CHICAGO – Isiah Thomas has worked the intersection of guns and senseless violence before. In fact, it’s something of a family tradition: His mother Mary once greeted gang members who crowded her doorstep, eager to recruit her sons, with a shotgun.
Today, there literally is an intersection named “Mary Thomas Way” on this city’s West Side close to where Thomas grew up, avoided the worst that the streets had to offer and became an NBA champion and a basketball Hall of Famer.
Thomas was working those streets again Saturday. The basketball lifer with star turns (and less successful stints alike) as a point guard, coach and executive was in a church gym on the South Side, one of the meanest and most dangerous areas in America these days. He and several other NBA figures took part in the Peace Basketball Tournament, yet another attempt to combat a problem that literally is snuffing out hope for young people in the inner city.
Last month, Thomas marched with Father Michael Pfleger of St. Sabina to raise awareness about gang violence and Chicago’s soaring murder rate. This time, Thomas – along with Joakim Noah, Taj Gibson, Quentin Richardson, Zach Randolph, the Chicago Bears’ J’Marcus Webb and others – was trying to bridge the gap between rivals with basketball, using the celebrity of the sports stars to deliver messages about, well, communicating.
“It’s a historical event where the gangs are coming together and they’re going to play a game involving peace, to stop the killing,” Thomas said. “Murder has run rampant in Chicago the last couple years, but gangs are calling a truce for this. By getting them to come together and play a sport, they might come to know each other. We believe it’s hard to kill someone if you get to know him.”
Teams from four parts of the rough Englewood and Gresham neighborhoods were pulled together for two games. The players in some cases never had played with their teammates and, given the divisions between gangs, might never have spent time under the same roof.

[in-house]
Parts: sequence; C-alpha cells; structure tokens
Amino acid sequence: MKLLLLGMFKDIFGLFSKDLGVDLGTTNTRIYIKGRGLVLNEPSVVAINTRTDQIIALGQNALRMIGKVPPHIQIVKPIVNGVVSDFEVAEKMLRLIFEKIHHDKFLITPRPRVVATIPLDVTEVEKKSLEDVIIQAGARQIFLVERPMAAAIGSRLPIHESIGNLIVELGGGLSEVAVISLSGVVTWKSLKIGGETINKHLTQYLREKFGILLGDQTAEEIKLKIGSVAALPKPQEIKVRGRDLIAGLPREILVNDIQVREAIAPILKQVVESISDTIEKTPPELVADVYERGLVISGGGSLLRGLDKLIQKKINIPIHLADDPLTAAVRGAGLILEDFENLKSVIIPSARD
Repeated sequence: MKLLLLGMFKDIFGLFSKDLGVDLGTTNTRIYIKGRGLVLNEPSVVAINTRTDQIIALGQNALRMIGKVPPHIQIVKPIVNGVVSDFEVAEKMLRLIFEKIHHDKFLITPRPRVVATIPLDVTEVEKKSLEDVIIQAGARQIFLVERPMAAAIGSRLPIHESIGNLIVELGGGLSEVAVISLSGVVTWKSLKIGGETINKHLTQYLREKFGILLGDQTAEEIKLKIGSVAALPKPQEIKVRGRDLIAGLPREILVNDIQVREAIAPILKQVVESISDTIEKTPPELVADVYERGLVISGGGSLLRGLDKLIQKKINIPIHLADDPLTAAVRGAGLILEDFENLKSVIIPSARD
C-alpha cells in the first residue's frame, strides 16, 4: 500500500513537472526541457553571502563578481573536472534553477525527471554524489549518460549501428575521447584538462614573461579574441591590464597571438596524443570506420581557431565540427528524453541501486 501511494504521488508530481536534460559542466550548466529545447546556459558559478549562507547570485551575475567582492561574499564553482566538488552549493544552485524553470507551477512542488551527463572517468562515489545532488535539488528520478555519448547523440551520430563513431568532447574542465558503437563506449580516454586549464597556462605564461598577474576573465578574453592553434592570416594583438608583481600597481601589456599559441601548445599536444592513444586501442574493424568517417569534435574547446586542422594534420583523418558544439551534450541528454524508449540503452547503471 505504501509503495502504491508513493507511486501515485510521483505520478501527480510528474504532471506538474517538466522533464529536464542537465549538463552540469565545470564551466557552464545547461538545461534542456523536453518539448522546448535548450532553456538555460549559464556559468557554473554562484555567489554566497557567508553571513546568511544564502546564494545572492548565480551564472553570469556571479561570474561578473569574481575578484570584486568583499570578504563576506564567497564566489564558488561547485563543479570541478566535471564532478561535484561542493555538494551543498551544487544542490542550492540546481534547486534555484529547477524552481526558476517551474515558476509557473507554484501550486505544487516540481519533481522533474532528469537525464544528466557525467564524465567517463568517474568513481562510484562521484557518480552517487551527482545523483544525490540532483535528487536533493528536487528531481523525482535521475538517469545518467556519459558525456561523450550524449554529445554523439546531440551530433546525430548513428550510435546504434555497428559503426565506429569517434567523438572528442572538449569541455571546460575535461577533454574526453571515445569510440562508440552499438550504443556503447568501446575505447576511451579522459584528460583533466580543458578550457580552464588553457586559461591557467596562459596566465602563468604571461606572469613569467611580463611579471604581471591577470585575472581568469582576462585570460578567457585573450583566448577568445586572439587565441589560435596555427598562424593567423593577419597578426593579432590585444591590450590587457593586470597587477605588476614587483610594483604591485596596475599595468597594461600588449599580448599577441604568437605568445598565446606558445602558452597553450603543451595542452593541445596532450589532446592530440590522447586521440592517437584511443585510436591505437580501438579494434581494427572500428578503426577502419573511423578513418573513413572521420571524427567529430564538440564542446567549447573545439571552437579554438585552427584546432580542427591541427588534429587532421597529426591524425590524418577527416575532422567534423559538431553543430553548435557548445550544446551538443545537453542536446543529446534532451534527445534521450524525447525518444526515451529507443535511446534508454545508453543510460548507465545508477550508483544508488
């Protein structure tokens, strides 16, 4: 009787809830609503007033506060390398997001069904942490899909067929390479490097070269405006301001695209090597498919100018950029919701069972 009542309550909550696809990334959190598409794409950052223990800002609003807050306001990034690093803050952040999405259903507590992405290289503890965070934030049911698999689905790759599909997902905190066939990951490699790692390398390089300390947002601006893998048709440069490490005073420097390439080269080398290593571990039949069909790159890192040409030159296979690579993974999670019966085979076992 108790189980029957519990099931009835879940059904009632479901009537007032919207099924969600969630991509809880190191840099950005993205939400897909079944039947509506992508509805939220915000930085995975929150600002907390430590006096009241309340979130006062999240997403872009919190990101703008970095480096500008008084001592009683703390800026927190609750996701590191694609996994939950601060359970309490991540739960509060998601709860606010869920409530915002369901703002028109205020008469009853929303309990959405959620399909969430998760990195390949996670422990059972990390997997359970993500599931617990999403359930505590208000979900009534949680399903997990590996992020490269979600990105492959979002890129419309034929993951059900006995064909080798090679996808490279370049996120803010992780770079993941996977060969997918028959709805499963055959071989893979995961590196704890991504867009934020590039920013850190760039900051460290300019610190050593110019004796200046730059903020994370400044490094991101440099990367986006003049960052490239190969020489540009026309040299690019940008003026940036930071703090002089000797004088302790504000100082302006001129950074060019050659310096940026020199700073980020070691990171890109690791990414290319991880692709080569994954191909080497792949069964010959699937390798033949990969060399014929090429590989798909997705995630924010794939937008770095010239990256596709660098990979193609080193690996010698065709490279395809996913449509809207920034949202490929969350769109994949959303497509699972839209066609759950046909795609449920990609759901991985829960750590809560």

“The importance of it is building relationships,” Pfleger said. “We come together to play ball, have fun together. Then we can begin to build relationships and say, ‘Let’s settle problems with each other. And not on the street. Let’s do it in conversation.’ ”
The St. Sabina gym was packed and security was tight. Chicago police patrolled outside and members of the Nation of Islam handled security inside, but NBA referees Danny Crawford and Jim Capers were the authorities on the court.
The NBA celebrities spoke to the players and coaches at length in a panel-style discussion in the rectory before they took the floor, with Noah and Gibson squared off as honorary coaches for the first game. Bulls star Derrick Rose made an appearance, as did Simeon High’s highly touted player Jabari Parker. The event got heavy media coverage from Chicago TV affiliates, newspapers and Web sites, part of the plan to spread the impact beyond one afternoon in one gym.
“These cats comin’ down tells these brothers, ‘We care about you. We love you,’ ” Pfleger said. “You see the reaction. People are so thrilled, so excited. This isn’t happening at the United Center. This is happening on 79th St. That’s the key.”